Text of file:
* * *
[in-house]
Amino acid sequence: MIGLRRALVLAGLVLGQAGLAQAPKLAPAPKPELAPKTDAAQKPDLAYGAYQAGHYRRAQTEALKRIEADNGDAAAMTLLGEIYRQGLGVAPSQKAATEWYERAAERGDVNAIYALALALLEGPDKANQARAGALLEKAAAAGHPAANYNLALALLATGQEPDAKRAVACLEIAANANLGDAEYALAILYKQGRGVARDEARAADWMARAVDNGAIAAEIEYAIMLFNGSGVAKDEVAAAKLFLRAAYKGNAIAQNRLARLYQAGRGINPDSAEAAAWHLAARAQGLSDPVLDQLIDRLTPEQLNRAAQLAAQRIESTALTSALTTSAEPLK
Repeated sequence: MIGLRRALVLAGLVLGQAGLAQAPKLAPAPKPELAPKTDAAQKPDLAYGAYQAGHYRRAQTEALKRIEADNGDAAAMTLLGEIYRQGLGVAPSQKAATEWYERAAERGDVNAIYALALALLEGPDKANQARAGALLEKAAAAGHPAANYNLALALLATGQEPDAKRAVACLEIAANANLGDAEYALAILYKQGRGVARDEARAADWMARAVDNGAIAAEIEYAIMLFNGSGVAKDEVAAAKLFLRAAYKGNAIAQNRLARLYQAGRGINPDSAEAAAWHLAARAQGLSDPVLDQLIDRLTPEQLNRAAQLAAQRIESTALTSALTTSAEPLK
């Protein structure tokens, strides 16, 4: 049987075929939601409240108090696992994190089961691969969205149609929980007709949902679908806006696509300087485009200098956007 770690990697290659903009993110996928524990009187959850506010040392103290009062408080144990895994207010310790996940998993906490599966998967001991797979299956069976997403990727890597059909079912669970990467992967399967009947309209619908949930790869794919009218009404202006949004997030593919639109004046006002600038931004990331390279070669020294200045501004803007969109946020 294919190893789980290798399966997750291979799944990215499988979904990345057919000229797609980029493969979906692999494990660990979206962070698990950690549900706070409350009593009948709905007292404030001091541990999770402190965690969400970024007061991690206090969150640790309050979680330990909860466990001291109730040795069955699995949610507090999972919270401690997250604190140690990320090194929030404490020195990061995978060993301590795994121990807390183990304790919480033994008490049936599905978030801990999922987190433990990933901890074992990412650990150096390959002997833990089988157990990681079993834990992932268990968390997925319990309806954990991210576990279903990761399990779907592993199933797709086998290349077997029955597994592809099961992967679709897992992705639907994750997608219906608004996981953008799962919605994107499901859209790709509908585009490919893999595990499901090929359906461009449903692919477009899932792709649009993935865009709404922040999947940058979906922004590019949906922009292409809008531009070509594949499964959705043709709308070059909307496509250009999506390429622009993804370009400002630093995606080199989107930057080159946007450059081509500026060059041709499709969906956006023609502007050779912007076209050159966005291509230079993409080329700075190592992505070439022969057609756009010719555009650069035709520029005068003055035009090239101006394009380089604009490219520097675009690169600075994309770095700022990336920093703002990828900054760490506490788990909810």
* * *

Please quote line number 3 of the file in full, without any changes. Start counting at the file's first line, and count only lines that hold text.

Repeated sequence: MIGLRRALVLAGLVLGQAGLAQAPKLAPAPKPELAPKTDAAQKPDLAYGAYQAGHYRRAQTEALKRIEADNGDAAAMTLLGEIYRQGLGVAPSQKAATEWYERAAERGDVNAIYALALALLEGPDKANQARAGALLEKAAAAGHPAANYNLALALLATGQEPDAKRAVACLEIAANANLGDAEYALAILYKQGRGVARDEARAADWMARAVDNGAIAAEIEYAIMLFNGSGVAKDEVAAAKLFLRAAYKGNAIAQNRLARLYQAGRGINPDSAEAAAWHLAARAQGLSDPVLDQLIDRLTPEQLNRAAQLAAQRIESTALTSALTTSAEPLK